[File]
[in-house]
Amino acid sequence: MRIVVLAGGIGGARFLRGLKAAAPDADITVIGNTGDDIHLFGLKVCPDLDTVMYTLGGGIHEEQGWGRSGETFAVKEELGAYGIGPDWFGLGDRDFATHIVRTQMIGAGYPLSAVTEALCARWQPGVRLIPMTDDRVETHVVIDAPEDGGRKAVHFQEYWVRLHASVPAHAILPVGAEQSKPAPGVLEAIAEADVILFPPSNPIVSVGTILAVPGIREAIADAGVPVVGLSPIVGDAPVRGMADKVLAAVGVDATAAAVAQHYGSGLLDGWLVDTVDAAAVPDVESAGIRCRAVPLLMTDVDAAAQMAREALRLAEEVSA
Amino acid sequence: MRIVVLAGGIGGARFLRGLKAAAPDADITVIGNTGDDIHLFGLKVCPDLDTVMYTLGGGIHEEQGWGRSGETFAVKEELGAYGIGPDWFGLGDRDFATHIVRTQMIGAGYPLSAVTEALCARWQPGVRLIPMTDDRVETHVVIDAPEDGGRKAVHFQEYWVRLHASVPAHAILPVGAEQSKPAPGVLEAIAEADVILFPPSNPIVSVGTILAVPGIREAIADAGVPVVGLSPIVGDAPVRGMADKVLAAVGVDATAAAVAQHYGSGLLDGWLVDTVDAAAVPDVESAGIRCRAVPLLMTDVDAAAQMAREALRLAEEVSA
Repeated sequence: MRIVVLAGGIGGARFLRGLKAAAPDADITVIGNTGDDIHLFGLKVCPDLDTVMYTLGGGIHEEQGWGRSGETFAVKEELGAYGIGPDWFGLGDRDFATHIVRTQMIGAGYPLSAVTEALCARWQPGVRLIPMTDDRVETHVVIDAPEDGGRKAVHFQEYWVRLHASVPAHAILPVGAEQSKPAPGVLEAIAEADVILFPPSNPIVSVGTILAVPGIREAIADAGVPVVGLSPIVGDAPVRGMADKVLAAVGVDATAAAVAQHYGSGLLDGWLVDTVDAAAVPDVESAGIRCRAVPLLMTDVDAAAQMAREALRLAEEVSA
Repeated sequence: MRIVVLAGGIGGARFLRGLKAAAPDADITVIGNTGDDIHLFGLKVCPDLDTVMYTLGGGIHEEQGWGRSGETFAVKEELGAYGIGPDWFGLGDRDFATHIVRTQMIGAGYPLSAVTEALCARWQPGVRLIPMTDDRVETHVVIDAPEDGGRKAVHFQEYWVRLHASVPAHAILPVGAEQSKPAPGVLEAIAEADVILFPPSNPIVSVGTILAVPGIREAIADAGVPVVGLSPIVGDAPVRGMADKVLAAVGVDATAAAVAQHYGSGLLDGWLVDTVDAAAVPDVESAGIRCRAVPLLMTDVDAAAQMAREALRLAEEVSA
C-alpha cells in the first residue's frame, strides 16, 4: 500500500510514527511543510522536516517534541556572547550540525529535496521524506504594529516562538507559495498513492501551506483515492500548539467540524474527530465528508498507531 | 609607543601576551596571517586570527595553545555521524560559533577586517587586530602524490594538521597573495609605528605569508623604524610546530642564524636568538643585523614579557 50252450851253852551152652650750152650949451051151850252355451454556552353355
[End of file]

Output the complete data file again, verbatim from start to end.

[in-house]
Amino acid sequence: MRIVVLAGGIGGARFLRGLKAAAPDADITVIGNTGDDIHLFGLKVCPDLDTVMYTLGGGIHEEQGWGRSGETFAVKEELGAYGIGPDWFGLGDRDFATHIVRTQMIGAGYPLSAVTEALCARWQPGVRLIPMTDDRVETHVVIDAPEDGGRKAVHFQEYWVRLHASVPAHAILPVGAEQSKPAPGVLEAIAEADVILFPPSNPIVSVGTILAVPGIREAIADAGVPVVGLSPIVGDAPVRGMADKVLAAVGVDATAAAVAQHYGSGLLDGWLVDTVDAAAVPDVESAGIRCRAVPLLMTDVDAAAQMAREALRLAEEVSA
Amino acid sequence: MRIVVLAGGIGGARFLRGLKAAAPDADITVIGNTGDDIHLFGLKVCPDLDTVMYTLGGGIHEEQGWGRSGETFAVKEELGAYGIGPDWFGLGDRDFATHIVRTQMIGAGYPLSAVTEALCARWQPGVRLIPMTDDRVETHVVIDAPEDGGRKAVHFQEYWVRLHASVPAHAILPVGAEQSKPAPGVLEAIAEADVILFPPSNPIVSVGTILAVPGIREAIADAGVPVVGLSPIVGDAPVRGMADKVLAAVGVDATAAAVAQHYGSGLLDGWLVDTVDAAAVPDVESAGIRCRAVPLLMTDVDAAAQMAREALRLAEEVSA
Repeated sequence: MRIVVLAGGIGGARFLRGLKAAAPDADITVIGNTGDDIHLFGLKVCPDLDTVMYTLGGGIHEEQGWGRSGETFAVKEELGAYGIGPDWFGLGDRDFATHIVRTQMIGAGYPLSAVTEALCARWQPGVRLIPMTDDRVETHVVIDAPEDGGRKAVHFQEYWVRLHASVPAHAILPVGAEQSKPAPGVLEAIAEADVILFPPSNPIVSVGTILAVPGIREAIADAGVPVVGLSPIVGDAPVRGMADKVLAAVGVDATAAAVAQHYGSGLLDGWLVDTVDAAAVPDVESAGIRCRAVPLLMTDVDAAAQMAREALRLAEEVSA
Repeated sequence: MRIVVLAGGIGGARFLRGLKAAAPDADITVIGNTGDDIHLFGLKVCPDLDTVMYTLGGGIHEEQGWGRSGETFAVKEELGAYGIGPDWFGLGDRDFATHIVRTQMIGAGYPLSAVTEALCARWQPGVRLIPMTDDRVETHVVIDAPEDGGRKAVHFQEYWVRLHASVPAHAILPVGAEQSKPAPGVLEAIAEADVILFPPSNPIVSVGTILAVPGIREAIADAGVPVVGLSPIVGDAPVRGMADKVLAAVGVDATAAAVAQHYGSGLLDGWLVDTVDAAAVPDVESAGIRCRAVPLLMTDVDAAAQMAREALRLAEEVSA
C-alpha cells in the first residue's frame, strides 16, 4: 500500500510514527511543510522536516517534541556572547550540525529535496521524506504594529516562538507559495498513492501551506483515492500548539467540524474527530465528508498507531 | 609607543601576551596571517586570527595553545555521524560559533577586517587586530602524490594538521597573495609605528605569508623604524610546530642564524636568538643585523614579557 50252450851253852551152652650750152650949451051151850252355451454556552353355